Tuesday, November 27, 2012

Wrap It Up!! Keep That Incision Dry!

Providing useable hints and tips for cancer survivors and their families.  That has been the goal of my little blog.  I can blather on all the live long day, but the absolute best tips come from YOU!!!

This is a great tip from the beautiful Carol who lives by the sea in beautiful Maine!!!

Do you have a brand spanking new porta-cath?  Maybe you're dying for a shower and your doctors and nurses don't want you to get the incision wet?

Do you have a post-op surgical incision that you aren't supposed to get wet yet?

Perhaps you have a drainage device or external catheter that you don't want to get wet while showering?  Or a dressing of some kind that you need to keep dry.

Carol would like to share her favorite new product to help keep some of those things dry while showering....

That's right.  Glad Press'n Seal!!! 

As someone who never cooks, I will tell you that plastic kitchen wrap has always befuddled me.  I find that most of it doesn't stick no matter what side you try to wrap or press it on. Whenever I put it around a bowl, it just hangs there doing nothing.  It never sticks to what it is supposed to.   The only thing it seems to stick to is itself.

My sister in law has used Glad Press'n Seal and I have to say it actually grabs on to whatever you are trying to wrap up in the kitchen.

Per Carol, it also works to help keep that dressing dry.  She keeps a roll in her kitchen and now one near her shower!

Apparently it has just enough "sticky"-factor to keep it in one place while you are bathing.  Also, if you have an abdominal wound, you could just roll this right around your waist like a plastic corset!

Here you can see, it is a little cloudy and Carol says the texture is perfect and easy to grab on to.

Most importantly....it keeps everything you need to keep dry in the shower, DRY!!!


If you use Emla cream on your porta-cath (to numb it up before they access it)  and you don't have any little plastic bio-occlusive dressings left, I bet this would work perfectly.

So, there is Carol's tip!!  Cheap, easy, works great!!

Whether you are wrapping a sandwich or a wound dressing, apparently this is a great product!!

Hope it helps!!

Thank you Carol!!!

Beautiful Carol from Maine!!

Sunday, November 25, 2012

The White Blood Cell and Exercise-Anecdotal Evidence

There are plenty of studies and articles out there that support the idea that moderate exercise during cancer treatment is beneficial.  We know that it helps combat fatigue in the cancer patient.

But there are not a lot of articles out there that specifically address if exercise can increase your white blood cell counts (WBC) during treatment.   Many articles speak to the role of exercise in strengthening your "immunity", but not specifically in regards to elevating your WBC. 

So here is what we in the business call "Anecdotal Evidence".   Anecdotal evidence is when you have some information that has not been backed up by years of studies, or has only been studied in small groups or populations.   Usually in the medical world we base what we tell you on evidence from research that has already been performed.  Every article you read will refer you to a research study or supporting article on which the current article was based.  Some bibliographies in a medical journal can go on for pages and pages.

But since this is my blog and not a medical journal, I will share with you some "anecdotal evidence" from a couple of fabulous survivors that I know.

These ladies found that their chemotherapy regimens were dropping their white blood cell counts, as we all know that they do. (See my previous blog posting for information about white blood cells in general:  http://www.omgihavecancerwhatdoidonow.com/2012/04/neutropenia-and-febrile-neutropenia-huh.html).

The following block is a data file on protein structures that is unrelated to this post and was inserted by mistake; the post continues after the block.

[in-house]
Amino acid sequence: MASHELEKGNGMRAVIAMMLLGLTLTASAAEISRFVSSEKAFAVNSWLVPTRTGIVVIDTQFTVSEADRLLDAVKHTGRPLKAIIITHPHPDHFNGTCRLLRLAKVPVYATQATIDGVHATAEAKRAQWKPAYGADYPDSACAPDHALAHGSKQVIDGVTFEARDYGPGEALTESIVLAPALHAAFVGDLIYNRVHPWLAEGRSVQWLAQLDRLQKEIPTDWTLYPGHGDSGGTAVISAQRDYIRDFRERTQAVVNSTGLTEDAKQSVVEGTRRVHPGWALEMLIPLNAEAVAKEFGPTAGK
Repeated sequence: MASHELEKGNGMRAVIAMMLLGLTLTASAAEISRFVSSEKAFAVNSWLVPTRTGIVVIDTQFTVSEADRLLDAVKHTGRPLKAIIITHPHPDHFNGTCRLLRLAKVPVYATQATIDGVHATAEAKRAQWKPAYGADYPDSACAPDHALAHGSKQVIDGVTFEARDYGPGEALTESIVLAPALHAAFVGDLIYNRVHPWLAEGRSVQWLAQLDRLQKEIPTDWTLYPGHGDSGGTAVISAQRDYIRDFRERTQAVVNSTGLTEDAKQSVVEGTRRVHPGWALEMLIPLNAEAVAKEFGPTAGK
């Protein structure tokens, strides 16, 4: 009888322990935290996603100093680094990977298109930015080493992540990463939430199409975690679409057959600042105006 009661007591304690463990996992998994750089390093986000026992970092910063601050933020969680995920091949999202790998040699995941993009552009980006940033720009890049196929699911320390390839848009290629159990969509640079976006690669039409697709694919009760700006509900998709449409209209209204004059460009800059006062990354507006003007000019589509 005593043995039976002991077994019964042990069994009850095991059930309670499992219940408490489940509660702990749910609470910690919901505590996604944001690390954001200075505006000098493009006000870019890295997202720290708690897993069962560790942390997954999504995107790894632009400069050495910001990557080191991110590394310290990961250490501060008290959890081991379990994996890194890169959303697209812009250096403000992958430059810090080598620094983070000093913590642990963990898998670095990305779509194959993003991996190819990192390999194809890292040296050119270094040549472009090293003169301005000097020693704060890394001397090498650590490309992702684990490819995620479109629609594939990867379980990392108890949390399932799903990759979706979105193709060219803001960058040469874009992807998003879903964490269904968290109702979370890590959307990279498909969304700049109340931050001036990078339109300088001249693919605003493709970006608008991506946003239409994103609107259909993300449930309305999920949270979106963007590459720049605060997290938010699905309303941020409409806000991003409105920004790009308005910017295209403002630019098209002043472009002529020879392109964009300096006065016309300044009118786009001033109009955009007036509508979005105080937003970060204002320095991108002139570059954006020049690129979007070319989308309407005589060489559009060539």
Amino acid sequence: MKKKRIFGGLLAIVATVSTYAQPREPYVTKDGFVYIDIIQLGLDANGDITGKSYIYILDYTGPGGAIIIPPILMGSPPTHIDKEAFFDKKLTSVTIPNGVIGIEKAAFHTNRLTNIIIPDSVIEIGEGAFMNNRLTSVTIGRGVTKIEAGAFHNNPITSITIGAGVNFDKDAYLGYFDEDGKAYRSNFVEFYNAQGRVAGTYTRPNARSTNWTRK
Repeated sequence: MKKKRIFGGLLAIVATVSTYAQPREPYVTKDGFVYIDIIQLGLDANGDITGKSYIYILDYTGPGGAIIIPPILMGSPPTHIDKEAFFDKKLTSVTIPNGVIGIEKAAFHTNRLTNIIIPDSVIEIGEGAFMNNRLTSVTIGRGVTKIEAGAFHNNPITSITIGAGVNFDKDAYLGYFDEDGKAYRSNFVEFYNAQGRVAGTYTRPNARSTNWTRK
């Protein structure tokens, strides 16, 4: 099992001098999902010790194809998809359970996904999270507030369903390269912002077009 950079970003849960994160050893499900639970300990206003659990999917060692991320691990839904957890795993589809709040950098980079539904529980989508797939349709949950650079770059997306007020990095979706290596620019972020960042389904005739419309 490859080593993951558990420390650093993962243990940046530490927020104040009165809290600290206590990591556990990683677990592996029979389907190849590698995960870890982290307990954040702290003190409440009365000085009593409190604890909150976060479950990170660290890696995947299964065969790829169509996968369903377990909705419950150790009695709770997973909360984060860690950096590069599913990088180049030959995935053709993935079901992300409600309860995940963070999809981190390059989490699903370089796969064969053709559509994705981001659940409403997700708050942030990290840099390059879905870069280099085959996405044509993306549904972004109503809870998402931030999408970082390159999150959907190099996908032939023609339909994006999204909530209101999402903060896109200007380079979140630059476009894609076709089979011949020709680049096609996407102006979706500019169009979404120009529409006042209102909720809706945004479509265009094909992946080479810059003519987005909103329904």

Several times these patients had to delay having their chemo for a week until their WBC increased.

After increasing their daily exercise regimens, they noticed that they had subsequent WBC elevations and did not have to have their chemo "held" or delayed due to low WBC counts.  This happened several times.  They hadn't changed any other variable from before.

Many times as health professionals,  we might not "catch" something like this, because we don't draw blood tests daily.  We usually only draw blood once a cycle or twice a cycle depending on the drug regimen.  These women had their blood drawn a day or two after exercise increases. 

White blood cell amongst red blood cells

The moral of the story?  You can do your own search of the literature (hey, it's Sunday and I'd rather be reading something else besides the history of the WBC!!!!).  Or, you can try it yourself!

Here are some links for articles about exercise and white blood cells:









Wednesday, November 21, 2012

AZO for UTI's

If you have ever experienced a urinary tract infection (UTI), you know some of the major symptoms:

  • burning when you urinate
  • pain with urination
  • feeling like you have to urinate right away (almost like you are not going to make it to the bathroom in time, aka "urgency")
  • feeling like you have to run back to the bathroom to urinate again, even if you just urinated 2 minutes ago
  • many trips to the bathroom to urinate (frequency).  

It can be very uncomfortable.

The advice used to be drink plenty of cranberry juice until you could get to a doctor.

We have had the prescription drug Pyridium (Phenazopyridine) to treat the symptoms of a UTI for years.  But until this summer, I never knew that there was an over the counter version/strength of Pyridium available.  It's name is AZO.   Who knew???  You can buy it at any drugstore chain.

I want to be VERY clear here.  Pyridium treats the symptoms, but not the actual infection itself.  So, you still need an antibiotic to treat the actual infection itself.  You still need to get the prescription for that from your doctor.  But in real life, it might take a few days to get a doctor's appointment and AZO can help you get some relief until you get the prescription for an antibiotic.  It helps make you a little more comfortable and gets you over the hump until the antibiotic kicks in and starts doing its' thing.